food_security_delhi

food_security_delhiNew Delhi, India: Underscoring the urgent need for a strong regional collaboration to ensure food security in the face of climate change, delegates from the four countries of Bangladesh, Bhutan, India, and Nepal said the impact of climate change in the Eastern Himalayas cannot be undermined.

In a two-day expert group meeting held in New Delhi, India, the participants agreed that a clear policy on food security and climate change must be introduced and implemented in the region.

The delegates said that despite the rich biodiversity and diverse traditional communities, the four countries remain extremely vulnerable to the impacts of climate change because of the fragile ecology of the region.

Therefore, the experts agreed that there is an urgent need for the exchange of information and technology among the four countries. They said ensuring food security should continue to remain the top priority of the four governments.

According to the Food and Agriculture Organization of the United Nations, food security exists when all people, at all times, have physical, social and economic access to sufficient, safe and nutritious food which meets their dietary needs and food preferences for an active and healthy life.

IHowever, the major threats to food security in the region include increasing population, increasing development activities, declining arable lands, and degradation of natural resources.

The meeting, therefore, is expected to identify the issues of common interests and formulate a regional action plan on food security. The meeting will also look into and suggest institutional mechanisms for implementation of the regional action plan and agree on a set of recommendations to be included in the Climate Summit declaration in November 2011.

In his opening remarks, the deputy director general of Indian Council of Agricultural Research, Dr. A.K. Singh, said the participants must focus primarily on exchange of relevant material like germplasm, technology transfer, integrated farming systems for sustainable production, rainwater harvesting structures, agricultural mechanization, and the establishment of institutional mechanisms.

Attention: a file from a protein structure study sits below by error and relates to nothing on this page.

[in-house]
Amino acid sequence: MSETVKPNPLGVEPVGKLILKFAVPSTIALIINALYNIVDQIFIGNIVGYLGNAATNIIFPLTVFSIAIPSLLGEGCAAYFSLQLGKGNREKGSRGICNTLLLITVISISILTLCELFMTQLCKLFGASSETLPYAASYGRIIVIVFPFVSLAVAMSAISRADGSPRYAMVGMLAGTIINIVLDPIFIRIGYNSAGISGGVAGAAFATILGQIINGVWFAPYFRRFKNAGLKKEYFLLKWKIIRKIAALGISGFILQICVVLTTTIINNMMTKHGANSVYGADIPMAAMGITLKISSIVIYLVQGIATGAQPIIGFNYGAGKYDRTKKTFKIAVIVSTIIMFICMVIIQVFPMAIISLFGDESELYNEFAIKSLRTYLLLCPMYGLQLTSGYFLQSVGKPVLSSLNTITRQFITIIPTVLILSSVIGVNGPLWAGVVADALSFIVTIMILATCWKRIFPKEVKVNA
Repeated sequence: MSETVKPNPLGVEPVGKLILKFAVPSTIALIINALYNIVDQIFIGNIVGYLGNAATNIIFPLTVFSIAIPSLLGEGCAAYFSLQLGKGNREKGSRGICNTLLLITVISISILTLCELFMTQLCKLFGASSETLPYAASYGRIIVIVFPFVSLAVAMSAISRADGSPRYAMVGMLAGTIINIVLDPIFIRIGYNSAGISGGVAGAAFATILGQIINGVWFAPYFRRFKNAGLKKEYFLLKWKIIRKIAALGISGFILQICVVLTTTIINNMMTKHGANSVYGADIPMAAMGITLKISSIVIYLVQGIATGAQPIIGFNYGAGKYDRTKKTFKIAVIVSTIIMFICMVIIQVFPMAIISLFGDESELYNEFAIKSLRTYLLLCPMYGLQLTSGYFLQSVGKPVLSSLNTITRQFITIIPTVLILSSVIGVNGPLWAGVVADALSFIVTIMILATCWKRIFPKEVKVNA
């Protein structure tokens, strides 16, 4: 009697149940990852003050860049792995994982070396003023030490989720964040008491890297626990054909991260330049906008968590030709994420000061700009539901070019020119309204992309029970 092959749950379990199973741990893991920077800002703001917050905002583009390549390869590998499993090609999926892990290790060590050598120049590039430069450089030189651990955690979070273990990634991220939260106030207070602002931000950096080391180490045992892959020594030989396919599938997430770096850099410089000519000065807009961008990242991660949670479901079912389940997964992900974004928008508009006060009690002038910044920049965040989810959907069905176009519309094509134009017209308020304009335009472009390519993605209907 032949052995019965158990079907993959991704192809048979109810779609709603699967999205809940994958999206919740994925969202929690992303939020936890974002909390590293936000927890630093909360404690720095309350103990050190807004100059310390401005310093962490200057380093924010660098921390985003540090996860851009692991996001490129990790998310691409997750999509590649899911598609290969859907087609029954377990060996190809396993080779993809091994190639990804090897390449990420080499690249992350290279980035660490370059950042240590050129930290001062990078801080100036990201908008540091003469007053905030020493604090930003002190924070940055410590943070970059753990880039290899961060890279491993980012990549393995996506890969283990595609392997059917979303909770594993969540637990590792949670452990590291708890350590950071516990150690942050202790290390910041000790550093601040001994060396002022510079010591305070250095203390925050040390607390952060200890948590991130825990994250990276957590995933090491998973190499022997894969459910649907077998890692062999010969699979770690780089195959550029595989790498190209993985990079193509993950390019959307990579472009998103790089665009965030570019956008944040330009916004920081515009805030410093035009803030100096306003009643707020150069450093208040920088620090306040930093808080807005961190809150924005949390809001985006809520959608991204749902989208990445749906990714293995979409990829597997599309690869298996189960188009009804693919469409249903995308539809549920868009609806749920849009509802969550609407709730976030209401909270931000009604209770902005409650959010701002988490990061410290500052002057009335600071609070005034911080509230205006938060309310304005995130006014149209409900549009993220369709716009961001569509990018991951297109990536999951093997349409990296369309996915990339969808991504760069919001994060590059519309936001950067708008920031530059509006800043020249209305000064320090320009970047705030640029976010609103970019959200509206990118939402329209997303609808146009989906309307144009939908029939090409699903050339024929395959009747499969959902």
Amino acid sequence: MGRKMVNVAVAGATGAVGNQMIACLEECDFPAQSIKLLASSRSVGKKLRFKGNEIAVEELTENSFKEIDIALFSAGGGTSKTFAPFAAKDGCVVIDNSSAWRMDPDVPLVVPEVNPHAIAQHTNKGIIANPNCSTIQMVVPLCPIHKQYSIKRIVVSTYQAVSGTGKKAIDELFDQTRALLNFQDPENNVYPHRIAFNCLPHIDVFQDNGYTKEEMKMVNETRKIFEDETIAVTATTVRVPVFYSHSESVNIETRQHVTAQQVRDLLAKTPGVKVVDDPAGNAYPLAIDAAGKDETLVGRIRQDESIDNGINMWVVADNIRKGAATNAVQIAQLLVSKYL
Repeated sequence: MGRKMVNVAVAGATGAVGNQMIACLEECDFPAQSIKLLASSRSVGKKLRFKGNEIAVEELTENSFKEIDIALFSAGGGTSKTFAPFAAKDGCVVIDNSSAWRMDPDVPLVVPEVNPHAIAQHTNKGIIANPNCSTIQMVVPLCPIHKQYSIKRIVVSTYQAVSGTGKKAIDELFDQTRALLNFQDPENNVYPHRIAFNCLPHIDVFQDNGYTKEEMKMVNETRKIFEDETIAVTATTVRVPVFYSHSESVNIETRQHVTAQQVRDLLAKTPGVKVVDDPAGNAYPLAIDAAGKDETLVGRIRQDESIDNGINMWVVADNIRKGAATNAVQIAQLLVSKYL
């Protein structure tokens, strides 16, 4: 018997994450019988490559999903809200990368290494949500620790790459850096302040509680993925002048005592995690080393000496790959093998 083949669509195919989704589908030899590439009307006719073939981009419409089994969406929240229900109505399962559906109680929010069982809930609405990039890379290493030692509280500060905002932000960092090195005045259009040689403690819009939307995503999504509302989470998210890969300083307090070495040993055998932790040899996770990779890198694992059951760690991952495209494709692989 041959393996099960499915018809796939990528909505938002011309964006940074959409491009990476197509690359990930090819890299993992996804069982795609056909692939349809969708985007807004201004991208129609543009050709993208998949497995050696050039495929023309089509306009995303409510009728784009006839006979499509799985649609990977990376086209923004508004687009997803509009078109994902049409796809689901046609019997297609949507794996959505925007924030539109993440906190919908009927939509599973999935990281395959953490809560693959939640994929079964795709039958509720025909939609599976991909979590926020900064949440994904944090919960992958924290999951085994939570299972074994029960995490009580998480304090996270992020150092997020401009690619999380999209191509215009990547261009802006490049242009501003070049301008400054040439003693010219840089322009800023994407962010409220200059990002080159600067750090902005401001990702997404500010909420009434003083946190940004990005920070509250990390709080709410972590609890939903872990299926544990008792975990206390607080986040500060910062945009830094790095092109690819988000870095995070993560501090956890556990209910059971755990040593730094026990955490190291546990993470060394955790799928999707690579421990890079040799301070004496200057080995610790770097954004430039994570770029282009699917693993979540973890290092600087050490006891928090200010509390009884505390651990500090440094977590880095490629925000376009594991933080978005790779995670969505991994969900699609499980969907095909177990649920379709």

The executive secretary of the Climate Summit Secretariat, Tashi Jamtsho, said the meeting will result in a regional framework of action on food security, and will discuss and agree on proposed declaration points.

The leaders of delegation presented papers on the current situation analysis in relation to food security in their respective countries. They noted that there were many common challenges facing the farmers of the four countries that called for common solutions. The delegates discussed food policy environment in the four countries, the existing capacity and knowledge, and technology and research focus. They also identified common points to be included in the regional food road map.

The two-day expert group meeting on “Building Climate Resilience for Food Security and Rural Livelihoods” is part of the build-up to the Climate Summit for a Living Himalayas – Bhutan 2011. It is jointly organized by the environment and forests ministry and the Indian Council of Agricultural Research of the agriculture ministry of the government of India.

The meeting is one of four regional expert group meetings before the actual Summit on 19 November 2011. The expert group meeting on ‘Water’ was organized by Bangladesh on 2 & 3 July 2011 in Dhaka. Similarly, the expert group meeting on ‘Biodiversity’ was held in Thimphu, Bhutan, on 12 and 13 July 2011; and the expert group meeting on ‘Energy’ will be organized by Nepal on 28 and 29 July 2011.

Source: http://www.bhutanclimatesummit.org.bt